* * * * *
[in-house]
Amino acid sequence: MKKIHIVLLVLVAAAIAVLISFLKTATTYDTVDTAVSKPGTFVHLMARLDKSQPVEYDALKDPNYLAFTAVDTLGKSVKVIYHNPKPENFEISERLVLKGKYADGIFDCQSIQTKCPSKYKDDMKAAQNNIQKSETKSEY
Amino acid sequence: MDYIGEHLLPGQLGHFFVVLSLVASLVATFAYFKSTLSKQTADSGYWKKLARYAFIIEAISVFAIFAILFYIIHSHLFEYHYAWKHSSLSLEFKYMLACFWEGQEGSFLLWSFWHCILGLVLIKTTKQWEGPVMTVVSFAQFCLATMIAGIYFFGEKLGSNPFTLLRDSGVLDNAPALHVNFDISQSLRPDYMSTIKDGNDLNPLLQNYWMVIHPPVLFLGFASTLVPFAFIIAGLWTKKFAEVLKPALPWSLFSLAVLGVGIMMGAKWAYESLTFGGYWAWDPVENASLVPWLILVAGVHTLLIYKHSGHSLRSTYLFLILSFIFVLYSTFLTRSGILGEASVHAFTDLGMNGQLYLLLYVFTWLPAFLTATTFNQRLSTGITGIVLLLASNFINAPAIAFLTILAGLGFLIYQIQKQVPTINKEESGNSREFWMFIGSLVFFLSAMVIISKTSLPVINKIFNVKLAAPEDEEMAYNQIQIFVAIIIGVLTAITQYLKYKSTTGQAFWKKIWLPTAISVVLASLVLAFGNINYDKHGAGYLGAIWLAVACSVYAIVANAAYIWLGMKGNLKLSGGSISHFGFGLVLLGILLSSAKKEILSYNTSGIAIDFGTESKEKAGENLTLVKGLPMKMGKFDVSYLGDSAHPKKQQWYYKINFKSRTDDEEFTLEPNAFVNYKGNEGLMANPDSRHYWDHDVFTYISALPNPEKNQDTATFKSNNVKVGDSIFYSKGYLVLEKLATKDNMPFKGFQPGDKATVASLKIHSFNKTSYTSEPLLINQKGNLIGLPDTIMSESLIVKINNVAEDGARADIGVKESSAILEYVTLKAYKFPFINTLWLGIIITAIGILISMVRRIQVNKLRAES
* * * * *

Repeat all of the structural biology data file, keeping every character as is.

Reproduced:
[in-house]
Amino acid sequence: MKKIHIVLLVLVAAAIAVLISFLKTATTYDTVDTAVSKPGTFVHLMARLDKSQPVEYDALKDPNYLAFTAVDTLGKSVKVIYHNPKPENFEISERLVLKGKYADGIFDCQSIQTKCPSKYKDDMKAAQNNIQKSETKSEY
Amino acid sequence: MDYIGEHLLPGQLGHFFVVLSLVASLVATFAYFKSTLSKQTADSGYWKKLARYAFIIEAISVFAIFAILFYIIHSHLFEYHYAWKHSSLSLEFKYMLACFWEGQEGSFLLWSFWHCILGLVLIKTTKQWEGPVMTVVSFAQFCLATMIAGIYFFGEKLGSNPFTLLRDSGVLDNAPALHVNFDISQSLRPDYMSTIKDGNDLNPLLQNYWMVIHPPVLFLGFASTLVPFAFIIAGLWTKKFAEVLKPALPWSLFSLAVLGVGIMMGAKWAYESLTFGGYWAWDPVENASLVPWLILVAGVHTLLIYKHSGHSLRSTYLFLILSFIFVLYSTFLTRSGILGEASVHAFTDLGMNGQLYLLLYVFTWLPAFLTATTFNQRLSTGITGIVLLLASNFINAPAIAFLTILAGLGFLIYQIQKQVPTINKEESGNSREFWMFIGSLVFFLSAMVIISKTSLPVINKIFNVKLAAPEDEEMAYNQIQIFVAIIIGVLTAITQYLKYKSTTGQAFWKKIWLPTAISVVLASLVLAFGNINYDKHGAGYLGAIWLAVACSVYAIVANAAYIWLGMKGNLKLSGGSISHFGFGLVLLGILLSSAKKEILSYNTSGIAIDFGTESKEKAGENLTLVKGLPMKMGKFDVSYLGDSAHPKKQQWYYKINFKSRTDDEEFTLEPNAFVNYKGNEGLMANPDSRHYWDHDVFTYISALPNPEKNQDTATFKSNNVKVGDSIFYSKGYLVLEKLATKDNMPFKGFQPGDKATVASLKIHSFNKTSYTSEPLLINQKGNLIGLPDTIMSESLIVKINNVAEDGARADIGVKESSAILEYVTLKAYKFPFINTLWLGIIITAIGILISMVRRIQVNKLRAES